Shuster also does not understand how Catholics view prayer.  He criticizes the Catholic practice of intercessory prayer, without realizing that he condemns a very common, Biblical, Christian practice: asking others to pray for one another.  He asks “why pray to Mary or a saint, when you can go right to the Father himself with prayers?”.  The answer is simple: for the same reason that you would ask your wife or your neighbor to pray for you!  Why ask your mother to pray for you when you can just pray to God directly?  Catholics believe that the Church is a Communion of Saints.  The saints on earth can ask the saints in Heaven to pray for us just like we can ask our friend next door to pray for us.  I don’t know about his parents, but my parents and catechists explained that we don’t pray to statues (he expresses that he prayed to statues as a child based on his misunderstanding what others were doing), and that God answers our prayers, and we can ask our friends on earth and Heaven to help us by praying for us too.  Further, his commentary on “vain repetition” is not based on how knowledgeable, practicing Catholics understand things like the Rosary or elements of the Mass (no actual Catholic would view them as “vain”, or would go about such things without actually understanding what they’re doing, which seems to be the problem with Shuster’s criticism).  Many times, Shuster bases his criticism or negative observation on his own misunderstandings and failings, and not on how the practice is supposed to be done (and anyone that has been to a LDS ward for an extended period of time will become familiar with formulaic prayers.  While they are not written down prayers, they all follow the same format, 9/10 times you’ll hear something like “we’re thankful for this beautiful Sabbath day…please bless that we will get home safely…we pray for those that were unable to attend today…please bless us as we go about the rest of our meetings/our day…etc”.  And nowhere is repetition more present than in the LDS temples, I say from experience in all of the ordinances performed therein).

A detailed review of this book will be published on this blog hopefully in a week or two (busy with the new semester), however so far, I cannot recommend this book, nor do I think it is convincing to a Catholic that actually understands their beliefs (see the Amazon reviews and comments for a few others that agree).

New Books Just Arrived!-Continuing the Temple Theme

So as I probably mentioned, I love reading.  When I’m not studying for school or work, I try to fit in reading in addition to being a “normal” 20-something.  A couple of books just arrived from Amazon, and while I haven’t started reading them (time to enjoy the holiday weekend outside), I did read something interesting on the back of one of them that I thought I’d share, since it briefly mentions the temple theme that I brought up in the last post.

In addition to Angels of God-The Bible, The Church and the Heavenly Hosts by Mike Aquilina (can’t wait for Scott Hahn’s Angels and Saints: The Power and Glory of our Heavenly Hosts to come out next year), The Kingdom of God as Liturgical Empire: A Theological Commentary on 1-2 Chronicles by Scott Hahn, Queen Mother: A Biblical Theology  of Mary’s Queenship (which naturally complements Hahn’s Hail Holy Queen: The Mother of God in the Word of God) by Edward Sri, I also purchased two companion books by Mike Aquilina and Cardinal Donald Wuerl (Archbishop of Washington DC): The Mass-The Glory, The Mystery, The Tradition, and the book I’m specifically pointing out briefly in this post, The Church-Unlocking The Secrets To the Places Catholics Call Home.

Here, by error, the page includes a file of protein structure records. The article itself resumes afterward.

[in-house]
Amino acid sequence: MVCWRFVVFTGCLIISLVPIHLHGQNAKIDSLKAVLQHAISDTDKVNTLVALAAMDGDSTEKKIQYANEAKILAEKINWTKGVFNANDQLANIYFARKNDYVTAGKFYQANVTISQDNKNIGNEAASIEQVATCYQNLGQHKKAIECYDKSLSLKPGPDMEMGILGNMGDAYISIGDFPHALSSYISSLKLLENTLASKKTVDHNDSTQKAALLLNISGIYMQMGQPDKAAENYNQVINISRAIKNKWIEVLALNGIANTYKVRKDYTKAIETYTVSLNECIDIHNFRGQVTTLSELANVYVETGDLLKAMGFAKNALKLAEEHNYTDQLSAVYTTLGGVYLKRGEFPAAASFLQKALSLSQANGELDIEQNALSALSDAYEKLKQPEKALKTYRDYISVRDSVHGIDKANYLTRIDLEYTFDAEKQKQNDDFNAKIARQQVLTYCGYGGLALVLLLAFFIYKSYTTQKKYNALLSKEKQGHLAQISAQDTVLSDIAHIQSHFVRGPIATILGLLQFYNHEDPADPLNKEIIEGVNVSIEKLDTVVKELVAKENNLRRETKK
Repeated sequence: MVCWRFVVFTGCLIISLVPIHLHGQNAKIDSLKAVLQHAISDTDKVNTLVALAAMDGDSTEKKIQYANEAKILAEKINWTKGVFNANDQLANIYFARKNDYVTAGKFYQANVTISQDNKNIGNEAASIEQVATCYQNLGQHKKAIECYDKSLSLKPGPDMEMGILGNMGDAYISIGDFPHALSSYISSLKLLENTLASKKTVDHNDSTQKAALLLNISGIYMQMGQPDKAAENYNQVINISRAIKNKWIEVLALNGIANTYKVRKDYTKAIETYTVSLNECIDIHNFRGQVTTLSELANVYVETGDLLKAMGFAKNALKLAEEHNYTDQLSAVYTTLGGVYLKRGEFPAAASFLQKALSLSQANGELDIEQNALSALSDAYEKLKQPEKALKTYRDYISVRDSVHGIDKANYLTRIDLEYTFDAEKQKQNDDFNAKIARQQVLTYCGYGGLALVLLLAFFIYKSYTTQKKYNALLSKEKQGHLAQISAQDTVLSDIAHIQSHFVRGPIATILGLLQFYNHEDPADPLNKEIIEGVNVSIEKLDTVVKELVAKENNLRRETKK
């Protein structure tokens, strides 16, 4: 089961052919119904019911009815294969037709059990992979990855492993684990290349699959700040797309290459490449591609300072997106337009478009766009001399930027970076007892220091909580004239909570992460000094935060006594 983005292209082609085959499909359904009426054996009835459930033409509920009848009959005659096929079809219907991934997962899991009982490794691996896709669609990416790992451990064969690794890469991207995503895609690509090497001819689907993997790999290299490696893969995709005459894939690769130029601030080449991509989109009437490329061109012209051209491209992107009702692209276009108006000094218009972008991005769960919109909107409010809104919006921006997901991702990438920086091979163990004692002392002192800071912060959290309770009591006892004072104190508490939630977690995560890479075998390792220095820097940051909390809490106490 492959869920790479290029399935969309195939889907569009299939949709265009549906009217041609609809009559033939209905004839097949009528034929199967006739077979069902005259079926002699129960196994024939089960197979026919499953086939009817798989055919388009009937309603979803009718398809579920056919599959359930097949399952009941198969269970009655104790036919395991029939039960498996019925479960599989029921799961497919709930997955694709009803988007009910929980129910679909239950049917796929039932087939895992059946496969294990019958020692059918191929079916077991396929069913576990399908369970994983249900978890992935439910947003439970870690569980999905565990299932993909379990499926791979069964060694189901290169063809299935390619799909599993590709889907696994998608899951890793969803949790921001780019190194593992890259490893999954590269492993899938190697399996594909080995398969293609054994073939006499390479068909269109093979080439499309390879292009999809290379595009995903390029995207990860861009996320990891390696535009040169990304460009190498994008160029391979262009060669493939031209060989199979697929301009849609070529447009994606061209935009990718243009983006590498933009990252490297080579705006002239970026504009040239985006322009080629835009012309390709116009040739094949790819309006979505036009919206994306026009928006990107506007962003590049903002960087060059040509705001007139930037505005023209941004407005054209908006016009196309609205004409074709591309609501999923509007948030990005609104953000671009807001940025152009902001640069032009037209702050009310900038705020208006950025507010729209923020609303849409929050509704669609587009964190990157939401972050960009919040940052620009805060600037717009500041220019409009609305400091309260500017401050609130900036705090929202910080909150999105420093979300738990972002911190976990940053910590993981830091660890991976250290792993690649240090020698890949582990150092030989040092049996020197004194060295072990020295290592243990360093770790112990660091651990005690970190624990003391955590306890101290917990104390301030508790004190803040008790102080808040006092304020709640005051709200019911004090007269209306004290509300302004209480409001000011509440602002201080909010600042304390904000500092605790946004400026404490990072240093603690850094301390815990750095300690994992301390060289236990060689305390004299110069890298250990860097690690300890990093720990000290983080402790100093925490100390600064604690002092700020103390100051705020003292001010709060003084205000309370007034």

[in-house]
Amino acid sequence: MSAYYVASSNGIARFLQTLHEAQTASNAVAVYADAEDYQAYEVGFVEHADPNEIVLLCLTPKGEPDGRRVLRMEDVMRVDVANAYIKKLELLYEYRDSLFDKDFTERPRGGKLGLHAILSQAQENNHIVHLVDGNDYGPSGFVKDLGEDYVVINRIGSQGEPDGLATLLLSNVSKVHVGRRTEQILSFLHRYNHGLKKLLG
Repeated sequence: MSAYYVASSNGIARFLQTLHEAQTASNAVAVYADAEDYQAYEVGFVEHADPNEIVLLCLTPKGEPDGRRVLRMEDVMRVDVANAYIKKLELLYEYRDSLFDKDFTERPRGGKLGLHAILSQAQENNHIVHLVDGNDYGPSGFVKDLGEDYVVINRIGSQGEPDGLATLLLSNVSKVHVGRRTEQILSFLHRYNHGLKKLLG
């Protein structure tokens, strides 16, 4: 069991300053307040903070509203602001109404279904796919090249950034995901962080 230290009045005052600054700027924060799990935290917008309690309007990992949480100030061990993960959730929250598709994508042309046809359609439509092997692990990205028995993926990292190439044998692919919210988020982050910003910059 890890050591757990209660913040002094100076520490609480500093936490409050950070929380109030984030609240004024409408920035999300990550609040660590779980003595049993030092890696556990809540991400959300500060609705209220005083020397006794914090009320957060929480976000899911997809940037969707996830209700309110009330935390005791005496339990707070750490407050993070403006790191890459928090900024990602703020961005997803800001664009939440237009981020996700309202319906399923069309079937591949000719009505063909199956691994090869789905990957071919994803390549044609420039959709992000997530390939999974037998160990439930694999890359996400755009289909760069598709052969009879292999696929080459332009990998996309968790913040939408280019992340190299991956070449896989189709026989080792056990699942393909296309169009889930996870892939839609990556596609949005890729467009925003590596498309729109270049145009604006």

“The Church” was published in March 2013, and I remember seeing it in Barnes and Noble around then, but still being actively Mormon, I ignored it.  Now, as a reverted Catholic, I’m pretty excited to read it, since it talks about a concept that I love, as mentioned in my previous post: Catholic churches, cathedrals, and basilicas as continuing Biblical temple concepts and practices, and for the readers of this blog, a continuity that demonstrates their temple character is more prominent and clear than the LDS temples.  When I was a Latter-day Saint, I attended the temple frequently.  Before I was Endowed, I attended the temple with my ward congregation for baptisms for the dead every other month.  After I was Endowed, I attended once a week, then once I was familiar with the Endowment ordinance, I attended at least once a month.  When I traveled, I made a point to visit the temple in the area, not always for an Endowment session, but at least to go inside, since being in the presence of God on sacred ground is something that has always been of interest to me.  I remember going to the Los Angeles Temple and just walking around with a friend, then watching the youth do proxy baptisms.  I even wanted to be a temple ordinance worker!  But there was always something…missing, especially when I read LDS apologetics on ancient temples.  Many of the things that went on in the Biblical temple complex that they point out, such as singing psalms, Bread of the Presence, incense, candles, sacrificial

priesthood, etc don’t occur in LDS temples.  But they do occur in Catholic and Orthodox churches, cathedrals, and basilicas (in the East, church buildings are specifically called temples as well).  Concepts like washing, anointing, “initiation”, new names, sacred clothing, making covenants,